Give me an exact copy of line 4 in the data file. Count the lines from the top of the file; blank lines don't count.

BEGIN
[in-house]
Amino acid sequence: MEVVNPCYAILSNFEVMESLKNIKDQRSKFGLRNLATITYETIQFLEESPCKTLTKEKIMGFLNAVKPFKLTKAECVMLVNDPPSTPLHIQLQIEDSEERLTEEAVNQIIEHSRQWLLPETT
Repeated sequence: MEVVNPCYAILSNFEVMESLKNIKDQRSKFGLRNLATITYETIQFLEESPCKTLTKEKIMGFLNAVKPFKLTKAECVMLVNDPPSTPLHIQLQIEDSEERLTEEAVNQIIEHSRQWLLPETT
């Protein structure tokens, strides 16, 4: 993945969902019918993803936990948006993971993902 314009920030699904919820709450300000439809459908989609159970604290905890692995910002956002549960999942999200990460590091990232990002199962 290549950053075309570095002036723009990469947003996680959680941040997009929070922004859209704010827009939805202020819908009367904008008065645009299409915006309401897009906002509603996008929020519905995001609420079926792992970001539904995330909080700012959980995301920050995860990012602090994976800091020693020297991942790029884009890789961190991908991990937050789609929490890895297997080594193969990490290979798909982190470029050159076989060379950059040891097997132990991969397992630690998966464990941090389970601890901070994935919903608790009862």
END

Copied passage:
């Protein structure tokens, strides 16, 4: 993945969902019918993803936990948006993971993902 314009920030699904919820709450300000439809459908989609159970604290905890692995910002956002549960999942999200990460590091990232990002199962 290549950053075309570095002036723009990469947003996680959680941040997009929070922004859209704010827009939805202020819908009367904008008065645009299409915006309401897009906002509603996008929020519905995001609420079926792992970001539904995330909080700012959980995301920050995860990012602090994976800091020693020297991942790029884009890789961190991908991990937050789609929490890895297997080594193969990490290979798909982190470029050159076989060379950059040891097997132990991969397992630690998966464990941090389970601890901070994935919903608790009862």